The National Wildlife Federation is working in collaboration with researchers Bill Leikam and Greg Kerekez to advance research on wildlife in Silicon Valley and advocate for the critical habitat linkages required to ensure a healthy future for people and wildlife.
Bill Leikam and Greg Kerekez have a vision, together they have formed the Urban Wildlife Research Project (UWRP). Beyond studying the behavior of foxes and detailing scientifically important activities such as "fox kisses," communal raising of young, and mating behaviors, Bill and Greg are charting something vital to the future of foxes and all wildlife in Silicon Valley. They want to create a comprehensive San Francisco Bay Area Wildlife Corridor to ensure the protection of the region's natural heritage. Bill notes, "I think we are seeing some of the original ancient passageways are partially intact and that the animals in some cases are not giving up, even with cities moving into their areas."Citizen science techniques are used to study how the wildlife of Silicon Valley and San Francisco Bay Area are adapting (or not) to an increasingly urban environment. Some of the focus species are gray fox, beaver, and burrowing owl but they research any creature caught on their trail cameras. They map the corridors these animals use to move through the landscape, from the Bay to the mountains.
The ultimate goal that this campaign is working towards is creating connectivity and linkages for wildlife so the species can continue to live and thrive as humans continue to do the same. It is about living in harmony and unison with wildlife and incorporating nature into our lives as we urbanize.
Gray foxes, Urocyon cinereoargenteus (the Latin name translates to "bushy-tailed dog of ashen silver"), can be identified by the color of their coats, which are a silver-gray on the back and face, reddish-brown on the legs and chest, all accompanied by a long bushy tail with a black stripe. The gray fox is the only member of the dog family that can climb trees! They are located throughout most of the United States and eat a wide variety of foods.
Researcher Bill Leikam (left) is nicknamed The Fox Guy, a moniker that's been well earned. Having spent thousands of hours in the field observing, he is the Jane Goodall of the gray fox world, immersing himself in the study of the urban foxes of Silicon Valley as fully as Jane Goodall did the chimpanzees of Gombe. Science has been a fundamental part of Bill's life, starting when he was just a teenager. In the 1970s, he conducted original research into the nature of consciousness that led to being chosen in 1981 as one of an 18-member Scientific Delegation to the People's Republic of China where he presented his research. During the 1980s he spoke at conferences across the country, both on consciousness and the psychology and neurophysiology of boredom. Six years ago Bill began documenting, photographing, and researching the behavioral characteristics of the gray fox, something that had never before been done in such a comprehensive way.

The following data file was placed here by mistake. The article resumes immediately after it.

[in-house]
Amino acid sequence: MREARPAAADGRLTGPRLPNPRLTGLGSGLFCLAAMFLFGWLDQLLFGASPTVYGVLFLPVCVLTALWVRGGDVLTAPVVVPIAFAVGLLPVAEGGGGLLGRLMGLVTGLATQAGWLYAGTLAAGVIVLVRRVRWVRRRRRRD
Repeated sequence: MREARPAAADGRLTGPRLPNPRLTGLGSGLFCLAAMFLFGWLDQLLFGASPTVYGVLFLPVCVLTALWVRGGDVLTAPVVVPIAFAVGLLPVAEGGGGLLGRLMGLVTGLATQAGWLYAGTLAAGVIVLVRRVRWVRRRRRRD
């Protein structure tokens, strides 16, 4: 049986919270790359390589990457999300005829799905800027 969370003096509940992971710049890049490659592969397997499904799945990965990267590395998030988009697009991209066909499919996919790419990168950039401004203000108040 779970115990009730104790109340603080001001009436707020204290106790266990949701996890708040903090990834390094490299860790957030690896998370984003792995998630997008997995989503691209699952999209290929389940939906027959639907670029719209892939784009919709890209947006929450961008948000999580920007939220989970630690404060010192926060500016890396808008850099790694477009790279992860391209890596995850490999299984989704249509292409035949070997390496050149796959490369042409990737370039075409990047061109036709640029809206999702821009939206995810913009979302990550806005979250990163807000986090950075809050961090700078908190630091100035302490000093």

His research partner, Greg Kerekez, is a wildlife conservation photographer. Greg uses photos, combined with citizen science, to aid in wildlife conservation and public education. He is an Instructor for the Youth Science Institute and is a docent Naturalist for several non-profit organizations. Greg is currently working on a documentary series about the natural diversity and history of Santa Clara County entitled "Silicon Valley of the Heart's Delight." He is credited with capturing the first videos of a beaver living on the Guadalupe River in San Jose, CA.
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More than one-third of U.S. fish and wildlife species are at risk of extinction in the coming decades. The National Wildlife Federation is on the ground in seven regions across the country, collaborating with 53 state and territory affiliates to reverse the crisis and ensure wildlife thrive.